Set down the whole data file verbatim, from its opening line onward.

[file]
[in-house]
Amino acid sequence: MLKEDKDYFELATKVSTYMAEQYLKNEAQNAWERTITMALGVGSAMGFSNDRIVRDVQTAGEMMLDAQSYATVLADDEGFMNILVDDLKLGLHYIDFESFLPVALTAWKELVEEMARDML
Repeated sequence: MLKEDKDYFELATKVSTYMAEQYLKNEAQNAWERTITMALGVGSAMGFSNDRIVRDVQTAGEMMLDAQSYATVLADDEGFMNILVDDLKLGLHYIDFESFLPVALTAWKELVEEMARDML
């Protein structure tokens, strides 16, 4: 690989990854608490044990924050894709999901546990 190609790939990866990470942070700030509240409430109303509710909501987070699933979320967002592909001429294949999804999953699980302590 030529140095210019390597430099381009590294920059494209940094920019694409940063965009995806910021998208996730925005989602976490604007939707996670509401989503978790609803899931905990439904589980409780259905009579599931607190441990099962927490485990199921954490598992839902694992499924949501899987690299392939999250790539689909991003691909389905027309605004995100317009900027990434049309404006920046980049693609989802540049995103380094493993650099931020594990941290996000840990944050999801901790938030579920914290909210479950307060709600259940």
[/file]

[in-house]
Amino acid sequence: MLKEDKDYFELATKVSTYMAEQYLKNEAQNAWERTITMALGVGSAMGFSNDRIVRDVQTAGEMMLDAQSYATVLADDEGFMNILVDDLKLGLHYIDFESFLPVALTAWKELVEEMARDML
Repeated sequence: MLKEDKDYFELATKVSTYMAEQYLKNEAQNAWERTITMALGVGSAMGFSNDRIVRDVQTAGEMMLDAQSYATVLADDEGFMNILVDDLKLGLHYIDFESFLPVALTAWKELVEEMARDML
């Protein structure tokens, strides 16, 4: 690989990854608490044990924050894709999901546990 190609790939990866990470942070700030509240409430109303509710909501987070699933979320967002592909001429294949999804999953699980302590 030529140095210019390597430099381009590294920059494209940094920019694409940063965009995806910021998208996730925005989602976490604007939707996670509401989503978790609803899931905990439904589980409780259905009579599931607190441990099962927490485990199921954490598992839902694992499924949501899987690299392939999250790539689909991003691909389905027309605004995100317009900027990434049309404006920046980049693609989802540049995103380094493993650099931020594990941290996000840990944050999801901790938030579920914290909210479950307060709600259940």